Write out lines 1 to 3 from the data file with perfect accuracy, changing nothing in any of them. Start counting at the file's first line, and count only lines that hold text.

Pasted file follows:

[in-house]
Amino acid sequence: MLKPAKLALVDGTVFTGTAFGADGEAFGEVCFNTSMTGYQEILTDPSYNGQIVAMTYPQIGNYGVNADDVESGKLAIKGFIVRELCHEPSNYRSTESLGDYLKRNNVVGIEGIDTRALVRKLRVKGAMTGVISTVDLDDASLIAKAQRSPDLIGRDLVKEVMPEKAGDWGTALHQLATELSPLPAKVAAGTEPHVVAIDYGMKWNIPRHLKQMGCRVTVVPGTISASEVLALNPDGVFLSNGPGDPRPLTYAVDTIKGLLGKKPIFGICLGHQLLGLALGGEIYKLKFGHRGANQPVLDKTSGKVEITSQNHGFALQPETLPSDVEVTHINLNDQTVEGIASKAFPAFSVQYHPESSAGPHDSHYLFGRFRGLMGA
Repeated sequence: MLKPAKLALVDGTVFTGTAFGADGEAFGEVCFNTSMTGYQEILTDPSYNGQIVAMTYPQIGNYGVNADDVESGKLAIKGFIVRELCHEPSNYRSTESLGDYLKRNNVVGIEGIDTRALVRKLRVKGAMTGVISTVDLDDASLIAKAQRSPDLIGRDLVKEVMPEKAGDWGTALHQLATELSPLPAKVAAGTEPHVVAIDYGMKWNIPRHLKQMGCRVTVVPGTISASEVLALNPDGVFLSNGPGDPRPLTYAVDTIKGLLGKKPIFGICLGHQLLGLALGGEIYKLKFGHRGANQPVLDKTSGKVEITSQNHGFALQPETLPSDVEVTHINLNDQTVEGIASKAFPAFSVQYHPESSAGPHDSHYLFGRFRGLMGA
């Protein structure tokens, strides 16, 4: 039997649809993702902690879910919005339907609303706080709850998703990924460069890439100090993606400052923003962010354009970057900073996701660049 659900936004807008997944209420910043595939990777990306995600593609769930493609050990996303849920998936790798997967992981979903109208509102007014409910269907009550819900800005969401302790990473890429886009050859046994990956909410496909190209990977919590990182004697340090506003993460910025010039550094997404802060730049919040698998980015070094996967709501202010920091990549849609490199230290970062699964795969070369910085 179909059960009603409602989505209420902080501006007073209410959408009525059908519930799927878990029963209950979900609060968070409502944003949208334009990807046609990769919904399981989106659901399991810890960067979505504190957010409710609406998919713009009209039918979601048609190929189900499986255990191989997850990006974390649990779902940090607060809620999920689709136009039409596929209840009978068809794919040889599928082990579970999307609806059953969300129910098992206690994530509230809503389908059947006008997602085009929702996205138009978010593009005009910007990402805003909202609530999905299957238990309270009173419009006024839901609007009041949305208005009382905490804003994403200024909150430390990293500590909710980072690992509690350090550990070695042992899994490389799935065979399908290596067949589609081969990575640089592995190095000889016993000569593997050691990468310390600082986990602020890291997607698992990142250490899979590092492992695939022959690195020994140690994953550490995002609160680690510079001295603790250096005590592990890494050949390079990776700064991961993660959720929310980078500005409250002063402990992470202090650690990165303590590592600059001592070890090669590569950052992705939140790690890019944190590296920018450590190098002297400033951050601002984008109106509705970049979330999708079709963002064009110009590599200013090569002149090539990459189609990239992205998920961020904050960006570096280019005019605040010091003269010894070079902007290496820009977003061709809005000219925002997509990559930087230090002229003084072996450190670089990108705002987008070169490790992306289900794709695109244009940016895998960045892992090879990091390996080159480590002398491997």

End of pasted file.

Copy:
[in-house]
Amino acid sequence: MLKPAKLALVDGTVFTGTAFGADGEAFGEVCFNTSMTGYQEILTDPSYNGQIVAMTYPQIGNYGVNADDVESGKLAIKGFIVRELCHEPSNYRSTESLGDYLKRNNVVGIEGIDTRALVRKLRVKGAMTGVISTVDLDDASLIAKAQRSPDLIGRDLVKEVMPEKAGDWGTALHQLATELSPLPAKVAAGTEPHVVAIDYGMKWNIPRHLKQMGCRVTVVPGTISASEVLALNPDGVFLSNGPGDPRPLTYAVDTIKGLLGKKPIFGICLGHQLLGLALGGEIYKLKFGHRGANQPVLDKTSGKVEITSQNHGFALQPETLPSDVEVTHINLNDQTVEGIASKAFPAFSVQYHPESSAGPHDSHYLFGRFRGLMGA
Repeated sequence: MLKPAKLALVDGTVFTGTAFGADGEAFGEVCFNTSMTGYQEILTDPSYNGQIVAMTYPQIGNYGVNADDVESGKLAIKGFIVRELCHEPSNYRSTESLGDYLKRNNVVGIEGIDTRALVRKLRVKGAMTGVISTVDLDDASLIAKAQRSPDLIGRDLVKEVMPEKAGDWGTALHQLATELSPLPAKVAAGTEPHVVAIDYGMKWNIPRHLKQMGCRVTVVPGTISASEVLALNPDGVFLSNGPGDPRPLTYAVDTIKGLLGKKPIFGICLGHQLLGLALGGEIYKLKFGHRGANQPVLDKTSGKVEITSQNHGFALQPETLPSDVEVTHINLNDQTVEGIASKAFPAFSVQYHPESSAGPHDSHYLFGRFRGLMGA